Thursday, January 19, 2017

'This I Know' is my third and FINAL book about the Ageing Business

Fifteen years ago I started consulting, writing speaking about how companies must adapt to a future where there are lots and lots more older consumers. I thought my book Marketing to the Ageing Consumer, would be the last one – but I was wrong - there was still more to be said.

It is tragic and unavoidable that companies, government and older people are woefully unprepared for the economic and social consequences of population ageing. How can this be? For decades we have known the facts and implications of demographic change and what needs to be done.

The consequences of our unwillingness to adapt, to the new realities of an older population are, to put it mildly, horrendous. The future for most older people is going to be bleak.

Most companies will scramble about trying to make themselves fit for purpose to serve an older customer base. The implications of Brexit and Mr Trump's election are minor compared to those of population ageing. This reality will dominate government agendas for the next decade and beyond.

But, and it is an enormous but, these failings create massive business opportunities. For smart marketers, that understand what is happening and have the courage to act, the next decade could a bonanza.

My final book is short. You should be able to read it in a couple of hours. I have done my best to jettison as much ‘management speak’ as possible. Be warned, it is frank and I expect will annoy some of those who work in the ‘ageing business’. If they disagree with what I have said, I am sure they will make their views known.

The book is published by Amazon in paper and Kindle versions and should be available in most countries.

This I Know has been fun to write. I hope it is equally fun to read. Dick Stroud

Wednesday, January 18, 2017

We are obsessed with imaginary generational differences but ignore the most obvious and certain one

Every generation has its own 'gurus' who profess some mystical understanding about the secrets of their generation's psyche, what makes them tick, most importantly, what makes them buy.

Doesn't matter if it is Boomers or Gen Z, there are consultants and journalists who like you to believe they know the marketing secrets of making the generation love your brand or buy your product.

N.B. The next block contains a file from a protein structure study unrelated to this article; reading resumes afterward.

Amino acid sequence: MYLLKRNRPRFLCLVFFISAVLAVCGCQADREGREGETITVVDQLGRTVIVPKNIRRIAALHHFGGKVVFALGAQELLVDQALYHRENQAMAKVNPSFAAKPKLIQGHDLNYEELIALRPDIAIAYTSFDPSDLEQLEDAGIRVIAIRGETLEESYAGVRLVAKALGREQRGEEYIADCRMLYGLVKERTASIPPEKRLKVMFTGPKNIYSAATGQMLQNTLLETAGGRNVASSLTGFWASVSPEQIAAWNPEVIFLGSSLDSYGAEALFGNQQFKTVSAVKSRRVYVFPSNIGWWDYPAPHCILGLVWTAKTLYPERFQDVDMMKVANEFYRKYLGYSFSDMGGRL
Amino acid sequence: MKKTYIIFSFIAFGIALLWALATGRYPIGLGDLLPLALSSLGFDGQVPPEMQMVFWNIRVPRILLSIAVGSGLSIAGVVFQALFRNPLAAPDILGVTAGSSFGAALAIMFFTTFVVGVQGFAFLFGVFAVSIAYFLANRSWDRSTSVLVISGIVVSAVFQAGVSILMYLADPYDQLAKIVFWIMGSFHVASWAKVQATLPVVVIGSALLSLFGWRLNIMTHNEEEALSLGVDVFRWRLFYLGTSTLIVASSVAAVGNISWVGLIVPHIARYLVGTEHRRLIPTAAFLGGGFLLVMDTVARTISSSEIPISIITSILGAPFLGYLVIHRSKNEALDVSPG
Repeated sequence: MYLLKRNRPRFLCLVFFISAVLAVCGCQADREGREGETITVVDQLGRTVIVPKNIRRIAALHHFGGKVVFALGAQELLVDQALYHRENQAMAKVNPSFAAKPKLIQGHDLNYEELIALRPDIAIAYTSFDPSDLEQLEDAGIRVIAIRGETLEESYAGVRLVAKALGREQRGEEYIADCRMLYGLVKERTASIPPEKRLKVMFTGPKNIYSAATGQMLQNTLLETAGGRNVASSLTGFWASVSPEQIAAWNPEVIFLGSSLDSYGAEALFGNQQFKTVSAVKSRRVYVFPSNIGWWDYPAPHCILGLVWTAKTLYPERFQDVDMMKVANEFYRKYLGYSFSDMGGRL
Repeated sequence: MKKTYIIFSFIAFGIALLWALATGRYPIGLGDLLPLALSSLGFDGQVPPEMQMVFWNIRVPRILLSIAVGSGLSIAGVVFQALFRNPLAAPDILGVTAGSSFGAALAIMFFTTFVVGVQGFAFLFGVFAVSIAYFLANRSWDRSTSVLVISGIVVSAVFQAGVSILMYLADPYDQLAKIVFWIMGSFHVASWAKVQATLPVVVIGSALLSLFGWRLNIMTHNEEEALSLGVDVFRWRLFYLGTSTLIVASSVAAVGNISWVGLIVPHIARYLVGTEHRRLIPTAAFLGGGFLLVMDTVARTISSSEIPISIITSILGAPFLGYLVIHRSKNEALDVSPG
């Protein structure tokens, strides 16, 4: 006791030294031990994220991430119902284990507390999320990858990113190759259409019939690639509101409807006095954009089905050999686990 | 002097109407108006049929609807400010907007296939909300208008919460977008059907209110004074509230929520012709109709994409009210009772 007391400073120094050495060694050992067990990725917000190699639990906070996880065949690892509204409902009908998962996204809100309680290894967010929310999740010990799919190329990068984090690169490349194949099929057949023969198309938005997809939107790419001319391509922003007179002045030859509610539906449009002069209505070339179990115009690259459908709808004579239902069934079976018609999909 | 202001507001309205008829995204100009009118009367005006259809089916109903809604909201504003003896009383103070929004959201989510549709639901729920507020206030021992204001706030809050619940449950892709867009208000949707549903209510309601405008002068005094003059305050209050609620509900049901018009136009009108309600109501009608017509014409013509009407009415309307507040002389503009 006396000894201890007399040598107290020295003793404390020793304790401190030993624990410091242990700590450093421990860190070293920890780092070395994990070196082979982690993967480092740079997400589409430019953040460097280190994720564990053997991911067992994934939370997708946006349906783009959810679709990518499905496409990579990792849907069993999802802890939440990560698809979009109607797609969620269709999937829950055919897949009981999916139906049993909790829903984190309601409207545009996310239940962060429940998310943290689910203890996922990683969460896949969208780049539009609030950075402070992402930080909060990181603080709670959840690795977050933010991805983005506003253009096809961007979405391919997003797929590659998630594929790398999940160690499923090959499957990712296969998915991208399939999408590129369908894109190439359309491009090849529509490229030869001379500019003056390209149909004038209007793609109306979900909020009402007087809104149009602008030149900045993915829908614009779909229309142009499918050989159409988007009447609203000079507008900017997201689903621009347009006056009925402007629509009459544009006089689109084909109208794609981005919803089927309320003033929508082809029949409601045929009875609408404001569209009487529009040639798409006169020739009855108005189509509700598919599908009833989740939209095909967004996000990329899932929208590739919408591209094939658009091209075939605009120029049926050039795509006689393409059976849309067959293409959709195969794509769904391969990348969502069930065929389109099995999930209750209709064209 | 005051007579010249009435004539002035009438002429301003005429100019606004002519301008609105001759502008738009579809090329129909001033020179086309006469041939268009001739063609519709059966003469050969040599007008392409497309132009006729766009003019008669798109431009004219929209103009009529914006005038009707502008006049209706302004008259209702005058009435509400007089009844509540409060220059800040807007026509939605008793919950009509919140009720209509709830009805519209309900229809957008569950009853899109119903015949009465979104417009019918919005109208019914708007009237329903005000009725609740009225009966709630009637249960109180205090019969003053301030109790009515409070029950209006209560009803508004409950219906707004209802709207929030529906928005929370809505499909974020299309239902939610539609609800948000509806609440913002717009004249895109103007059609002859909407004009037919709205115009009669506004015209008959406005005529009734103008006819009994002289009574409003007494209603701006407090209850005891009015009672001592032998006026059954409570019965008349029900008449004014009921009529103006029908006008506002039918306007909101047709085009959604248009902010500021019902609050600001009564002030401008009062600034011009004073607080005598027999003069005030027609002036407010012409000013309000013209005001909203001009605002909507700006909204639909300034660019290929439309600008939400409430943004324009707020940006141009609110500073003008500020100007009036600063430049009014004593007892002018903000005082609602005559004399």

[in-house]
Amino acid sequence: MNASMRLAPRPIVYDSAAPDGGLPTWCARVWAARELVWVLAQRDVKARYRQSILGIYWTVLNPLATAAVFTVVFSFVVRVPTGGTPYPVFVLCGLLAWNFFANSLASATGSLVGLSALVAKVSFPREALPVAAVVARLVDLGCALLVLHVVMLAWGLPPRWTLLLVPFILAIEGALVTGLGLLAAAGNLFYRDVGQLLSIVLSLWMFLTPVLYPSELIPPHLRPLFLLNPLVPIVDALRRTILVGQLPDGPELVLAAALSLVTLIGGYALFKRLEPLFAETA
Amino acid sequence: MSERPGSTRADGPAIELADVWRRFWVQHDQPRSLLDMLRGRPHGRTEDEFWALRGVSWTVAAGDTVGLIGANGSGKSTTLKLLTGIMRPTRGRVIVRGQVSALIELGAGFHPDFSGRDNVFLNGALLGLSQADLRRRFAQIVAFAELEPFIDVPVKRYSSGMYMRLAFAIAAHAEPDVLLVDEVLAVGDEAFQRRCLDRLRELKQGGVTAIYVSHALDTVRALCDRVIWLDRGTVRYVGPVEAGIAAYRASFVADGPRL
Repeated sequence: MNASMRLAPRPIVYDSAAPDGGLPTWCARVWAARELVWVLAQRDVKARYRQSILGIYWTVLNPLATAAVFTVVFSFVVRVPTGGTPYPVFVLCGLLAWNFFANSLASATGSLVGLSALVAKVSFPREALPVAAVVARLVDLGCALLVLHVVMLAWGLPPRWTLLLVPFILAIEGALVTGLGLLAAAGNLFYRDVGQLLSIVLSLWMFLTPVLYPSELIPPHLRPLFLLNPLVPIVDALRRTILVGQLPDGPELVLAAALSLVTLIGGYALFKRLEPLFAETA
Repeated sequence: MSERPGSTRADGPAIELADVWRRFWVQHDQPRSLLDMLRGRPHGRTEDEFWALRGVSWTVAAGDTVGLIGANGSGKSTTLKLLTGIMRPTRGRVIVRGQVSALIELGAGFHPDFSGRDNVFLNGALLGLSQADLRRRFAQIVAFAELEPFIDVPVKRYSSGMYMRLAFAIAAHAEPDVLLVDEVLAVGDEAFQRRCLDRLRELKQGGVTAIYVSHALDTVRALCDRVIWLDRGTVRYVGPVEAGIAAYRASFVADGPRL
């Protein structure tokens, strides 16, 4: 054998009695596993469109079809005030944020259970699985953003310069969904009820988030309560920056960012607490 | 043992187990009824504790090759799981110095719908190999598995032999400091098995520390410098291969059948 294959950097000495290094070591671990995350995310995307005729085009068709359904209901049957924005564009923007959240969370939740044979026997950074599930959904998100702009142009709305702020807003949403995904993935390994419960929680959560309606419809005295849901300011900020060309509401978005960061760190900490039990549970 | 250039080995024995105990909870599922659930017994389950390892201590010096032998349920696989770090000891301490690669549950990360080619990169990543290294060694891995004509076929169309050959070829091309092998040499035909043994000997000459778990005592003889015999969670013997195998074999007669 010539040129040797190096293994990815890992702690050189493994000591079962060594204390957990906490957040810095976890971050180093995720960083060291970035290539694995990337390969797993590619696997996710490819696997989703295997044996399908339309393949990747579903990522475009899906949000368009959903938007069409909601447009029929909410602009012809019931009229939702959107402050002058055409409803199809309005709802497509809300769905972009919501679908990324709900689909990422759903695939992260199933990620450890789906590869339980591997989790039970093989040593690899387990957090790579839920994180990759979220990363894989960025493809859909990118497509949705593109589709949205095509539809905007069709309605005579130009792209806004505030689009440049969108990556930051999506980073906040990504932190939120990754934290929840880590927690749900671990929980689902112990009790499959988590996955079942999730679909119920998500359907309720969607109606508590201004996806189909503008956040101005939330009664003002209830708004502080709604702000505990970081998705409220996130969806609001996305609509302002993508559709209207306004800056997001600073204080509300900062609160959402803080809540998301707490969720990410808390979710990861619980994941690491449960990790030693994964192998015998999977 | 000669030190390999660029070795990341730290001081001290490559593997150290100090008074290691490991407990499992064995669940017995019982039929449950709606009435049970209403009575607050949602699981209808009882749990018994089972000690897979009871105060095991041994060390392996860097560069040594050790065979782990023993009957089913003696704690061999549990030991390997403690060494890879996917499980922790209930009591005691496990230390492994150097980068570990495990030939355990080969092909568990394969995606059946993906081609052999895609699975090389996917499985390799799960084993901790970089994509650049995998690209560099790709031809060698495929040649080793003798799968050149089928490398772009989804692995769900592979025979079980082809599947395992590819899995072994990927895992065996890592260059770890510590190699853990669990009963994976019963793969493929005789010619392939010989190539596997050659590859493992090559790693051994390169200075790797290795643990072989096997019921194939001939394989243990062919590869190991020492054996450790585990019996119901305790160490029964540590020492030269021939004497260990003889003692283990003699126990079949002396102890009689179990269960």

Unfortunately, this Alice in Wonderland world occasionally bumps into reality and its deficiencies are are for all to see.

Kantar Millward Brown recently completed a large study of the attitudes of the generations to advertising and discovered that there are significant similarities in their views and how they respond.

Having surveyed 23,000 consumers across 39 different countries, the research monitored advertising perceptions among Generation X; Baby Boomers, Generation Y and Generation Z.

When asked which ad formats they respond best to, each generation voted in a higher proportion for traditional formats over online ad formats. This clearly surprised the researchers - heavens knows why.

You can read about the research in Marketing Week. 

Generational marketing is a bit like astrology - good fun but you be daft to use it for planning your life.

The crazy thing is that there is a huge difference between the generations, well some of them, that results from the physical. sensory and cognitive ageing. This is not some theory it is 100% certain - yet most marketers ignore the fact. Much more fun to waffle on about the secrets of Millennial Marketing than to get to grips with what age related issues determine the quality of customer touchpoints

Those bright ones of you who want to know about this subject look here. Dick Stroud

Muscle augmentation could have an enormous impact on the quality of life of older people.

Way back in the early days of Star Trek we were introduced to the concept of the Tricorder - the little device that Dr McCoy would wave at people and get an instant diagnosis of their condition. Real sci-fi nonsense, or so we thought.

You would be brave to bet the iPhone 12, or whatever it is called, will not be packed with innumerable sensors to measure our health and fitness and no doubt have the power to instantly search zillions of records to help diagnose a condition.

Somehow I think we might be going in the same direction with wearable technology that helps power weak muscles. Very much at the boundaries of research at the moment but in a few years something like it will be commercialised.  I very much doubt if it will be available on the NHS!

If you want in image of what I am talking about look at this new company. Dick Stroud